A Bit of Solitude is Always Good for the Soul.

I returned from the French doctor to our camp to find the boys packing and could already feel boredom descending. Even though I had spent most of the morning doing my own thing, now that they were getting ready to walk on I felt restless and wanted to go too. But my feet needed time to heal and a bit of solitude is always good for the soul. I chatted to the Germans camping next to us for a bit and then went to the shops for supplies and got an early night. Pretty dull, nothing much to report.
St Jean is pretty, but also pretty boring, especially when it’s raining and you’re camping by yourself. So I hatched a cunning plan to move on to the slightly more populated Pau and try my hand at couch-surfing. Four buses, a train, and a ton of confused French later I arrived at my couch-surfing host, Guillaume’s, house. Turns out I made the right decision. Guillaume was very hospitable and his house was lovely. I had my own double bed and access to a proper shower, washing machine, TV, kitchen etc., all of this an absolute godsend in comparison to camping on lumpy ground. He also had a fig tree in the garden from which his mum made pots and pots of fig jam and he gave me a couple of pots to take with me. Heavenly as it was, I did feel a little guilty thinking of the other two wild camping and huddled round a camping stove in the rain. After all, I hadn’t exactly signed up to spend my summer like this – I was supposed to be roughing it.

Saviour

Saviour

After what Guillaume called a ‘light’ dinner, (which actually consisted of 5 courses) we watched a movie and chatted for a bit. Then bed for an uninterrupted beautiful sleep.

I woke up to the soft hum of Jack Johnson blaring out through the speakers and breakfast, fresh coffee and juice awaiting me. Southern French hospitality is second to none.

I was getting restless though and wanted to get back on my feet. The point of taking these few days out was for my feet to heal so I couldn’t walk round the city as I didn’t want to aggravate them or hold up recovery time. Luckily Guillaume had a spare bike which he said I could use as I pleased so I got to explore the city without having to walk and rode along the famous Boulevard des Pyrenees from which you can see a clear view of the mountains.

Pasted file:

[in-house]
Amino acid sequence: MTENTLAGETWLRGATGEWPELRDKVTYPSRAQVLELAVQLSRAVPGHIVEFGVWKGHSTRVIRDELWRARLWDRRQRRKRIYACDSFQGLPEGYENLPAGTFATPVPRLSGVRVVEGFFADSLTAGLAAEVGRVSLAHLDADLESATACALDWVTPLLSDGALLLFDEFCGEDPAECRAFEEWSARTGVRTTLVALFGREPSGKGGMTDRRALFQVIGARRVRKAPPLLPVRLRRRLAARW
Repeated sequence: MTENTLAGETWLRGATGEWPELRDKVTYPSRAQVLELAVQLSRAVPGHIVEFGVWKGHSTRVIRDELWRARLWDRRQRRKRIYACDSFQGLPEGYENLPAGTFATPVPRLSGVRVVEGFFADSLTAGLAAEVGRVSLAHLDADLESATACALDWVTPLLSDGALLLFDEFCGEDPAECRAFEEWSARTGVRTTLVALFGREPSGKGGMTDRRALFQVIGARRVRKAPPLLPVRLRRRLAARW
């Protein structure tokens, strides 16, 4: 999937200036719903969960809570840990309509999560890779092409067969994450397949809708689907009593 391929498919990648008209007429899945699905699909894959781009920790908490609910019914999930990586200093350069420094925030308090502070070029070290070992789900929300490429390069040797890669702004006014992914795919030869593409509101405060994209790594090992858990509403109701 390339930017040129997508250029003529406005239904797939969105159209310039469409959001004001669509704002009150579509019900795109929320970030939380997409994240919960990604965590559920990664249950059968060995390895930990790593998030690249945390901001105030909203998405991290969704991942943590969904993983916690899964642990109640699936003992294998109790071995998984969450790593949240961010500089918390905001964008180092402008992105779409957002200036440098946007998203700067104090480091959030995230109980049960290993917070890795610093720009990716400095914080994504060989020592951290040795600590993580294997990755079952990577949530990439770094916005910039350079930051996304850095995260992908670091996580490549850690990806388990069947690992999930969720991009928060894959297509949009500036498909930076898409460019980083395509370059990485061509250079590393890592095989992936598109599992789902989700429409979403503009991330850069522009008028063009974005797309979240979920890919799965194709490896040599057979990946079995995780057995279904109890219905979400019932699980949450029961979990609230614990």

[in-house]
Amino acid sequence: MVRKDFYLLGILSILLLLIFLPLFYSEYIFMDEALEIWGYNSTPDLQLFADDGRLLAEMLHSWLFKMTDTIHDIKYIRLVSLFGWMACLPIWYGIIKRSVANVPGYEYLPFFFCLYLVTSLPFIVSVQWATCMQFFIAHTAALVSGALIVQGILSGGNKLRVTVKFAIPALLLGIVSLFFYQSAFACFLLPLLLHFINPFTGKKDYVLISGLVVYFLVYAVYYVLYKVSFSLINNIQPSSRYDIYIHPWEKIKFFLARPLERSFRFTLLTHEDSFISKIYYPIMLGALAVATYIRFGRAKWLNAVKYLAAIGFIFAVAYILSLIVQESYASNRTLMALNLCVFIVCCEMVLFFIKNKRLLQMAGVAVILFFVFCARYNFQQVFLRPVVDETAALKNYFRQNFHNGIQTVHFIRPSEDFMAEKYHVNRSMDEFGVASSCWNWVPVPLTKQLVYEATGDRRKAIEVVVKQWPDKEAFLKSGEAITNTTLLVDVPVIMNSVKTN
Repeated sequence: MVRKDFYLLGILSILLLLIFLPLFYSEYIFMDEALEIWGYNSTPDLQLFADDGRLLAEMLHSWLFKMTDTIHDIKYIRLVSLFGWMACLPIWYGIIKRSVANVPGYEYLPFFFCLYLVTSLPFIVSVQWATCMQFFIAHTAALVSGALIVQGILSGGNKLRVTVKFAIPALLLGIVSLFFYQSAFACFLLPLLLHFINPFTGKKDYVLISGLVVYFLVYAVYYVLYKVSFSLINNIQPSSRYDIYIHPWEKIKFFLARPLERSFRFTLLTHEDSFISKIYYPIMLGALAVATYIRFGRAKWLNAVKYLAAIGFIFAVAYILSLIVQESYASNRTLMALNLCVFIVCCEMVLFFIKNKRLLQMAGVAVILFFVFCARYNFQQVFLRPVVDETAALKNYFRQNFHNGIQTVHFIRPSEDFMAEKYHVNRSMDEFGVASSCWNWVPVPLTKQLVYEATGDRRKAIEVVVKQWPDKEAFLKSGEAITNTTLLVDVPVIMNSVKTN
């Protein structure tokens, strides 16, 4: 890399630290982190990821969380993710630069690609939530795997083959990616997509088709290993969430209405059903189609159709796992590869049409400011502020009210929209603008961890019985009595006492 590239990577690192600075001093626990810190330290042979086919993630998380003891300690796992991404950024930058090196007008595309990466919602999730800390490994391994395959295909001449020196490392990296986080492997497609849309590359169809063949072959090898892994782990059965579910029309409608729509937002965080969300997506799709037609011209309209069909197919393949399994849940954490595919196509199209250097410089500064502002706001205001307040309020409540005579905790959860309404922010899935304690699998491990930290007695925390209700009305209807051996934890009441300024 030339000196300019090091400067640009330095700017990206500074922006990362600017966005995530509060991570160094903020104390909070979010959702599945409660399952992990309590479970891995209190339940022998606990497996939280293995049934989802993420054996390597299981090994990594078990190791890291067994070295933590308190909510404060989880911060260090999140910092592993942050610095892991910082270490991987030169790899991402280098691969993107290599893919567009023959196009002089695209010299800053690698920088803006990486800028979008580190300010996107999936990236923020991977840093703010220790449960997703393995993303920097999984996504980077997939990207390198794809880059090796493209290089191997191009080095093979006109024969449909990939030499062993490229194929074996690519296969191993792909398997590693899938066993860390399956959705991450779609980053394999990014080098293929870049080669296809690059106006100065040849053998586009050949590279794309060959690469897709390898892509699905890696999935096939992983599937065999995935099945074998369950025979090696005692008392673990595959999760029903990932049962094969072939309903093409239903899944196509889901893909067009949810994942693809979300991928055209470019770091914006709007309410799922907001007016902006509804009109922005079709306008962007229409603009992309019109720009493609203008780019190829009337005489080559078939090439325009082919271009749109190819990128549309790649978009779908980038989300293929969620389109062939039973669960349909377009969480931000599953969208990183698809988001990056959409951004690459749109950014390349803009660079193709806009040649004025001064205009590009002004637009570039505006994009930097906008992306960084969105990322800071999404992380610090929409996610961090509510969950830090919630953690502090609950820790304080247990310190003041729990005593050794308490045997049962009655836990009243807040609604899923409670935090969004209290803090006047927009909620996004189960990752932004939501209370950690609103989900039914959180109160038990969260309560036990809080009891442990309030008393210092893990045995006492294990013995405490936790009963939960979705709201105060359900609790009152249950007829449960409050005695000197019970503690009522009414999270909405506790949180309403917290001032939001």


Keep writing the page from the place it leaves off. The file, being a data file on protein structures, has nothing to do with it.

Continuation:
Cycling through the city

Cycling through the city

I perched myself in a cafe along the Boulevard and as though just to remind me how lovely people are round these parts found myself in conversation with a couple of locals who preceded to recommend things to do in Pau. Turns out there’s actually not that much, and so I ended up visiting the castle twice and returning to the same cafe the following day. The waiter also didn’t let me pay for any of my drinks, let me store my backpack behind the bar and has added me on Facebook. I told him if he ever comes to Scotland he’s more than welcome to visit.

A touch of sightseeing

A touch of sightseeing

Back on a bus to meet the boys I found myself chatting to the only other passenger, a Dutch man of questionable sanity who, it turns out, had bumped into Craig and Doug earlier that day. He told me he walks 12 hours a day and that I shouldn’t let my feet hold me up which made me feel pretty guilty about taking time off from walking. Truth be told though, it was the best decision for me and for us all as a team and now that I am quite literally back on my feet, we can crack on with the rest of this journey.